Re: Okay, that's too much now!
John Hasler wrote:
> You are free to choose FreeBSD.
That will become an adventure. Common roots are more than
20 years in the past.
FreeBSD is not too bad. But you will notice that it has a
much smaller tester community than GNU/Linux. The focus is
on big iron, not on personal computers.
There is a project named PC-BSD which tries to make it more
For myself it would not be a good choice, because ISO 9660
mounting cannot handle files >= 4 GiB or multi-session
added above 4 GiB.
Further FreeBSD 8 crashes reliably when i switch off an idle,
not mounted eSATA DVD drive and less reliably when i do this
with a USB DVD drive. (No admin of a 128 core machine would do
that, of course. It could bring bad luck to the 1 TiB of RAM.)
The hardware driver problem might be fixed in FreeBSD 11,
but the ISO 9660 problems are deeply rooted in the code
for inode number generation and inode addressing.
> is there a way to install FreeBSD
> on an ext4 or NTFS file system, or some other fs that
> Linux can read?
They seem to be heading towards ZFS, due to lack of license
allergic reactions. That will be another culture shock for
a migrant from Linux.
I know it from Solaris and its administration is very
different from other filesystems. (My favorite command
on Solaris is: pfexec poweroff)
> I'd like to try it out, but not at the expense of having a
> disk that nothing else can read, including GParted.
It's that they put several of their "slices" into what we
You typically need one MBR partition to host all slices of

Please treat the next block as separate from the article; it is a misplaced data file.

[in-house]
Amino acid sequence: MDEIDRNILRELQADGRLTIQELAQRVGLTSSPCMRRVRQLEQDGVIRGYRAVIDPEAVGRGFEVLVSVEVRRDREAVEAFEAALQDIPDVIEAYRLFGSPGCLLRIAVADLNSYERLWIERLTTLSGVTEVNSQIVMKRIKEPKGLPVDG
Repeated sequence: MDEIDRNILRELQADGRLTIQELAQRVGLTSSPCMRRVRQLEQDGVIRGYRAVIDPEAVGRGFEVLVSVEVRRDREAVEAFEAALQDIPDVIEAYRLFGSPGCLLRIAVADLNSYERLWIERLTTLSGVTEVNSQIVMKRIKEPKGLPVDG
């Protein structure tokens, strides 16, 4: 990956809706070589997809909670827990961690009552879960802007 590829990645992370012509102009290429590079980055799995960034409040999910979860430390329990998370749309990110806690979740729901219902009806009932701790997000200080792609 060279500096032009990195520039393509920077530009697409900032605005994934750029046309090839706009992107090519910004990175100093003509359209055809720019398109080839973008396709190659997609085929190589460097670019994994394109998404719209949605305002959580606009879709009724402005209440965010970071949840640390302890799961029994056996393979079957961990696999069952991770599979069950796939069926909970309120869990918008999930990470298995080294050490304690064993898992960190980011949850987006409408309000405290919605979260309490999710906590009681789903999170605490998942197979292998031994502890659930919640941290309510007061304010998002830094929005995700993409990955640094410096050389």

a FreeBSD. That's actually better contained than a Linux
installation. (Dunno how they deal with GPT partitions.)
How about a virtual machine for a start, or Debian/kFreeBSD,
the not so official Debian port to the FreeBSD kernel ?
Glenn English wrote:
> But *surely* they can read an old PC-DOS file. Everybody can do that.
Everybody should be able to read ISO 9660.
But your mileage varies from operating system to operating system.
I understand the goal was to install FreeBSD so that one can
read (and write ?) its system disk from Linux.
The basic filesystem of FreeBSD is UFS. Seems to be supported
I guess it depends aminly on Linux' ability to map slices
to partition devices (e.g. /dev/sdb4).
> No mention that can find of FAT anything. But *surely*...
Yes, it can. (At least with mainstream use cases.)
> I don't know for sure that their tar/dump write tapes like
> Linux does
tar or cpio should be compatible. Not to speak of third party
things like "bru" or "dar". But where to find tape hardware,
I can confirm that DVD with ISO 9660 below the 4 GiB limitations
is exchangeable with Linux. (Unless you hit more bugs of any
of both OSes.)
A DVD with a tape archive on it will work too, of course.
Device addresses are easy: /dev/cd0 , /dev/cd1 , ...
For those who want to develop their own OS entrails:
NetBSD has the nicest kernel developer community i ever met.
Have a nice day :)